Six recruitment agents and university employees on Wednesday were charged with aggravated fraud in connection with the alleged illegal employment of Sri Lankans who came to Taiwan to study.
Prosecutors at the Shilin District Prosecutors’ Office in Taipei found that the three agents traveled to Sri Lanka in 2017 to host a recruitment event. The agents told students that they could study at a Taiwanese university for free, and the university would offer them work and internship opportunities for a fee of US$1,000 for flights and visas, the prosecutors said.
After 69 Sri Lankan students had signed up, the agents contacted then-University of Kang Ning president Huang Yi-chun (黃宜純) in an attempt to place the students, the prosecutors said.
The agents told Huang that the students could enroll at the university, which at the time had experienced a decrease in enrollment, while they would work at a food processing company, they said.
The agents had at the time already arranged for employment and accommodation, the prosecutors said.
Huang agreed to the offer as she feared that government subsidies to the university might be cut due to lower enrollment numbers, they said.
The Sri Lankans arrived in Taiwan in late 2017, and 50 of them were sent to work at a slaughterhouse for 40 hours per week, even though they had not yet been granted work permits, the prosecutors said.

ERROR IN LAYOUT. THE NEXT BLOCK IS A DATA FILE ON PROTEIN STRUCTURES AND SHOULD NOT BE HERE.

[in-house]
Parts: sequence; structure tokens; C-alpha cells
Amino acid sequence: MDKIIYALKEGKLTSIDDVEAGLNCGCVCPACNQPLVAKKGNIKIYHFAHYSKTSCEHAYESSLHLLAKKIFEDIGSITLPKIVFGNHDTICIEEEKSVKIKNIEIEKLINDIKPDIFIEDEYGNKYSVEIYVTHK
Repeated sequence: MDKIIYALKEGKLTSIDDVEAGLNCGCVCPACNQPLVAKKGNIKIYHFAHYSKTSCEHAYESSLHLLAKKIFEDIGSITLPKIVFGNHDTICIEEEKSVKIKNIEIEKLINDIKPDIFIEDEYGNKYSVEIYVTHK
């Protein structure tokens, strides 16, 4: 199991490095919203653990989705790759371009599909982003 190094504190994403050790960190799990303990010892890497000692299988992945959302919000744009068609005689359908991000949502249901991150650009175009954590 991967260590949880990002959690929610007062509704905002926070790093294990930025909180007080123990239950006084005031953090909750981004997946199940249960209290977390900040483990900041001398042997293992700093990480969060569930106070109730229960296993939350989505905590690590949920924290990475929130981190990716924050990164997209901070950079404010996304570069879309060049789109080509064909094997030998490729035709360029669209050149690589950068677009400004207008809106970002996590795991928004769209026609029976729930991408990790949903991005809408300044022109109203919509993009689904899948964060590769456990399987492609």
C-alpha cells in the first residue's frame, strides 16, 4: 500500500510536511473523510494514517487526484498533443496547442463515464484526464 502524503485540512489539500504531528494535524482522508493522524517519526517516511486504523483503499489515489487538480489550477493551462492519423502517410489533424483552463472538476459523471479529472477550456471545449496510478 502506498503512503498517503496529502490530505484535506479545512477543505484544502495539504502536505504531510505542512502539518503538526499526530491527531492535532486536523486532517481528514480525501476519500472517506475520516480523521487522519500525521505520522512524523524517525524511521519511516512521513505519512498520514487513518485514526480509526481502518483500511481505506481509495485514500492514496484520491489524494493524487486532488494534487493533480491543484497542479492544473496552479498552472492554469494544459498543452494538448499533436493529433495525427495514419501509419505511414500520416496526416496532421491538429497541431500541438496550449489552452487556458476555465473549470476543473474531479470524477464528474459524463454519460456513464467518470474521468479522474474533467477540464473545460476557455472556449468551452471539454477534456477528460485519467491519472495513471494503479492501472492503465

The students only attended classes for two days a week at the university’s Taipei campus, they added. The other 19 students refused to work at the slaughterhouse and enrolled at the university’s Tainan campus, the prosecutors said.
After the students working in the slaughterhouse complained about working conditions, Huang arranged for their transfer to the Tainan campus, they said.
Local media began reporting on the case in November 2018. The prosecutors said that the university had received NT$40,000 in government subsidies for the enrollment of the Sri Lankan students, and charged Huang and two other university staff involved in the deal with aggravated fraud.
The three recruitment agents were also charged with aggravated fraud and for breaching the Employment Service Act (就業服務法), they said.
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